Reply to the Editor
By Flaing
Published: December 5, 2007

Reply to the Editor (sequel to ‘Letter from the Editor’ - see previous post first)

Dear Mr Montacute,

While applauding your bold approach and your undoubted keenness to bring my work ‘up to scratch’ as you so charmingly might phrase it, may I draw a small pause in proceedings in order to clarify some issues.

Naturally, I take your advice seriously, but may I gently remind you that it is my work we are discussing here, my name which will appear on the book, and I who will be judged by the result. As far as I know, the editor’s name does not appear (except in the unlikely event of a grateful author acknowledging him).

It is thus with some scepticism that I consider your suggestions, many of which I feel would simply destroy my ‘voice’ and stultify what I intend to be a sparkling and witty work by rigidifying both words and layout.

So let us discuss layout: Seven fonts is, in my opinion, the minimum necessary to convey the words I have carefully, o so carefully, crafted. Likewise the page layouts. My wife and my friends agree that expanding the font by two percent makes the world of difference to the Vicar’s intent, and the italics were applauded by all my keen critics as absolutely necessary! While your plea to restrict my soaring ideas has unfortunately been supported, to an extent, by the publisher, I shall not give an inch more on this, and I do not wish to discuss it further.

As to my ‘bon mots’, I see you have inadvertently touched accurately on their true worth. Indeed that is what they are: ‘good words’. ‘Queer as a minker’s squab’ is a well-known phrase in Overcote, for instance and most other places. My wife says she has ‘heard it often’ and indeed I use it frequently myself, as too the other phrases you so cruelly and ignorantly point a finger at. I know for a fact that many of these generate admiration in passing strangers – in my local for instance, many burst into spontaneous merriment at such enlivened and apposite language. Have you travelled much?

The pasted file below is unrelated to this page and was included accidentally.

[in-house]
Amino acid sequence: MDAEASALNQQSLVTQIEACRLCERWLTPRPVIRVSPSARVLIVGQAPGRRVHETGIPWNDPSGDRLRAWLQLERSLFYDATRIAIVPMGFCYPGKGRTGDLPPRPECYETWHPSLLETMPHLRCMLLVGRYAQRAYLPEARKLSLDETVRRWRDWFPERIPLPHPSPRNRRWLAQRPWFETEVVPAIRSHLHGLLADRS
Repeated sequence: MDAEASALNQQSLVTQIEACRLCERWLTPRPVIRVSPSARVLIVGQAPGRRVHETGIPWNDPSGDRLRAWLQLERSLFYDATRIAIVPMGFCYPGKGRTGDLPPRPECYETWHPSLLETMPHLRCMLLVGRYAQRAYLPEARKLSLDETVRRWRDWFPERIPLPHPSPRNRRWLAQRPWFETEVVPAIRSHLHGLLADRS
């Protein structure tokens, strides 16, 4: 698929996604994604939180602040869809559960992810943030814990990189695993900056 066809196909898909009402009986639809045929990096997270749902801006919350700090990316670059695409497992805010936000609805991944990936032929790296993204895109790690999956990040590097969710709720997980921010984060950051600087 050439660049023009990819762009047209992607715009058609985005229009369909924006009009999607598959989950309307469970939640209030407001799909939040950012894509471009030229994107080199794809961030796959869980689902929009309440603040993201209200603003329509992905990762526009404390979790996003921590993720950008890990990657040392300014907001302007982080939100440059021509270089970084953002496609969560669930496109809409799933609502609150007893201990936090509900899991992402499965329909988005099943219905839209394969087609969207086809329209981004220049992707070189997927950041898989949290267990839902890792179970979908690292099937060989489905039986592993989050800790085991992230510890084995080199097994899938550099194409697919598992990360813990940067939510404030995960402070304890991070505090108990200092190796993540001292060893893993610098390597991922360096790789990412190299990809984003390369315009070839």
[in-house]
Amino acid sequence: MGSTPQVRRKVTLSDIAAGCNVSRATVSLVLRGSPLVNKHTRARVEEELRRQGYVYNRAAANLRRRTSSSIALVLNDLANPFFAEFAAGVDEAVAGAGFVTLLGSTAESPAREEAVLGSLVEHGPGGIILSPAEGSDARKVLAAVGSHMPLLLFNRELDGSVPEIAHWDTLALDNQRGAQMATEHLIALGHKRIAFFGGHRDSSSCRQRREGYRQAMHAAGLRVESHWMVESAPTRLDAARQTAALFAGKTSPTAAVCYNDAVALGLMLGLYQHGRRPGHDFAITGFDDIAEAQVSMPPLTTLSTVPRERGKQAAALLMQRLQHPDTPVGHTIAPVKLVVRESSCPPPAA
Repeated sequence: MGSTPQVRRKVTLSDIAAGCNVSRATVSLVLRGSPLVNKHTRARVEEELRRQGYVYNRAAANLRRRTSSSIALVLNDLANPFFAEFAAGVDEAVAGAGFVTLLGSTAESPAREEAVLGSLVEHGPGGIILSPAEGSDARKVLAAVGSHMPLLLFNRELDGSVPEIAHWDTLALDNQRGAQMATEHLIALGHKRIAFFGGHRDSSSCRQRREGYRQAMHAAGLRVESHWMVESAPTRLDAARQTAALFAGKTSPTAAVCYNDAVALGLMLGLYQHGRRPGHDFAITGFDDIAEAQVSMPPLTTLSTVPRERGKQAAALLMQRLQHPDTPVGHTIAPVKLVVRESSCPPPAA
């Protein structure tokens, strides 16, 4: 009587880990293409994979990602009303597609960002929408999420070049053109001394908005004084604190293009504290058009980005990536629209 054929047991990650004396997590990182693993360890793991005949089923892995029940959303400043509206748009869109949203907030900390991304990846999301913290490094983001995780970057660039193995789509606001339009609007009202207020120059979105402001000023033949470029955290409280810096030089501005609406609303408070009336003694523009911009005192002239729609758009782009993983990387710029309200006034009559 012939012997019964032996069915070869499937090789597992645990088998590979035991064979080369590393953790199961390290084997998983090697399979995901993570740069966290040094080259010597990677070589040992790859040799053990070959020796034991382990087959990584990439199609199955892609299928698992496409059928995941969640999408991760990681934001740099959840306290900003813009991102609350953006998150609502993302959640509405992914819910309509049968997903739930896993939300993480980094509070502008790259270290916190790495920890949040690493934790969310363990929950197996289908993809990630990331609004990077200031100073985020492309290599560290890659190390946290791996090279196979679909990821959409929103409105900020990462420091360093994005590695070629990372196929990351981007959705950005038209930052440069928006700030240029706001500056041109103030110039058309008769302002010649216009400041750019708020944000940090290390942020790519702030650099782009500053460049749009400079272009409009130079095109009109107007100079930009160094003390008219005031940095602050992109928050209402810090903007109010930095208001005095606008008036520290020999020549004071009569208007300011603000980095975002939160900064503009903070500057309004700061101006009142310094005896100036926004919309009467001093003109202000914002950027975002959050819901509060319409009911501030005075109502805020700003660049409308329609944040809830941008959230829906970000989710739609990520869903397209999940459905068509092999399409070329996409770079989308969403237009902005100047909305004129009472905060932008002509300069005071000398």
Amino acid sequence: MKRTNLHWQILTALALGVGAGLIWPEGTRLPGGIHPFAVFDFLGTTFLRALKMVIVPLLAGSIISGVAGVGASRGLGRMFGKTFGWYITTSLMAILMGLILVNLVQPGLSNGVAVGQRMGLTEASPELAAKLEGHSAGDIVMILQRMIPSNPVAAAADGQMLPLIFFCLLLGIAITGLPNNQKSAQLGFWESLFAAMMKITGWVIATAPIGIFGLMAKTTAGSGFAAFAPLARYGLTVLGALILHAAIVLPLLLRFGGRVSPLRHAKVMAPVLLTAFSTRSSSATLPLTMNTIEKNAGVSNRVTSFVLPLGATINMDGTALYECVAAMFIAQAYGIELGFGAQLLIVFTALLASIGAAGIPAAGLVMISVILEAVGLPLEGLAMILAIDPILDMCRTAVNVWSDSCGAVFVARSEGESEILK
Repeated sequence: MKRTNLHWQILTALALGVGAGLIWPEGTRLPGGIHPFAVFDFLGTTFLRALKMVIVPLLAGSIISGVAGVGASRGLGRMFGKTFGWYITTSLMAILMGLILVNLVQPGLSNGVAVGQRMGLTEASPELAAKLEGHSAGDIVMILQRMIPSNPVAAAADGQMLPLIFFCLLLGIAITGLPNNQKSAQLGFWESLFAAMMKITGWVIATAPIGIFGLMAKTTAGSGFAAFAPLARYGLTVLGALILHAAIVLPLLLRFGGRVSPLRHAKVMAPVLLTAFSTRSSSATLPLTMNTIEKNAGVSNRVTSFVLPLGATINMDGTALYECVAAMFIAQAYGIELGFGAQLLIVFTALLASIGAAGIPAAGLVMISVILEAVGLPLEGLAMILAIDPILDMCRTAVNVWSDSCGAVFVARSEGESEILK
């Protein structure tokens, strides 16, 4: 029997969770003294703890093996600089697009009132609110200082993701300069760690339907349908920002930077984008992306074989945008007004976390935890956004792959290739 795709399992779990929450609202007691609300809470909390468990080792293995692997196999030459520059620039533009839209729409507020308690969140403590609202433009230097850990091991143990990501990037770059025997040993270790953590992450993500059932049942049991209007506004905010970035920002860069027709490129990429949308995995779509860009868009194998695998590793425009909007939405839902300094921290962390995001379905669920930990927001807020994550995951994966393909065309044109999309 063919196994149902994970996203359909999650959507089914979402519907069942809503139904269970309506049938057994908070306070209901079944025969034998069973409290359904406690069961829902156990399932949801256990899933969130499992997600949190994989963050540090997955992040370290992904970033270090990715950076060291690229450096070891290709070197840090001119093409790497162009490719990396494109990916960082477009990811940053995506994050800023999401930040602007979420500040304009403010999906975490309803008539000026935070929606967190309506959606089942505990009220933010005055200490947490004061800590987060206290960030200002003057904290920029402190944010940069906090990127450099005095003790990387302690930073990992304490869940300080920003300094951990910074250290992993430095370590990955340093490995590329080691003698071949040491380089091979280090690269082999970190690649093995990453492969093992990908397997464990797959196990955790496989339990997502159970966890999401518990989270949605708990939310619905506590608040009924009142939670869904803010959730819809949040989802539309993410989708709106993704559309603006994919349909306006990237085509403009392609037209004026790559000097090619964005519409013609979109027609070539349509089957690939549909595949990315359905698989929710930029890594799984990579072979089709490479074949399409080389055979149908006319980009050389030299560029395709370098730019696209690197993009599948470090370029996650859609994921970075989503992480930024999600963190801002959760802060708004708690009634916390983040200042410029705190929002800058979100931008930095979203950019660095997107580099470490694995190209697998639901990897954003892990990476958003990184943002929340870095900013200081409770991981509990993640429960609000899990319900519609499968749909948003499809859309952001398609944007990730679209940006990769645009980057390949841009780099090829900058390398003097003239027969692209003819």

Finally, your comments on my language are inappropriate. As the author, I have placed each word in sequence and chosen it carefully (and well, according to those who have read my drafts). You may not realise this, of course, but for those with open minds and a poetic soul, the rhythm and flow of the words is a treat and a delight, at least I have been assured that this is so by Colonel Trotter and Miss Maybe, regular habitués of my writing group. Any interference on your part would disrupt and destroy the inherent beauty of my text. Thus:

… he took her hand in writhing bliss to lead her through the Stygian wood to Mother Nature in her ambit and taste the dim delights of lust in her verdant places. O perfidy! That there was no such sheer pleasure to be had that day as interruption intervened, enleavened by the sauntering policeman, Dick. …

Has been acclaimed as ‘perfect’ by Mrs Satterthwaite, and ‘something which could never be improved on’ by published author, Toby Strapp (A Short History of Kent Lamposts, 1956, oop).

And it is in fact a dramatic and finely-crafted introduction of PC Dick (the Sergeant Lewis character), contrasting the finer, ætherial things of life with his bluff greeting: ‘Why aye, then nah, nah, what’s all this abaht, then, me auld ducks?’ (language which many have said ‘rings with the authenticity of the common man’.)

I give this merely as an example. Who are you to pit your artistic talent against those of the Cottenham Writer’s Circle? I shall listen to tried and trusted friends, rather than someone who has already revealed they have no resonance whatsoever with my style and talent. I must make the assumption that your editorial experience has been limited to railway timetables, telephone directories and the occasional political pamphlet (of one of the less successful parties, I would guess).

Cobbler, stick to your last! For that is what you are, a cobbler. I have been told I may be assigned another editor if I wish, and that is what I am requesting of the publisher. Farewell pedant!

Sincerely,

Colonel William Algernon Flowers (Author and Poet).

cc Ben Mortisham, Managing Director, Benwell Books.


*

Monty,

This F’in Flowers guy!

Jeeeeeeeeeeeeeeezzzzzzzzzzzzzzzzzz! Get back to him using one of your other names, Major Sanders might do it. If he don’t come into line, I’ll bin him, OK?

Cheers,
Ben.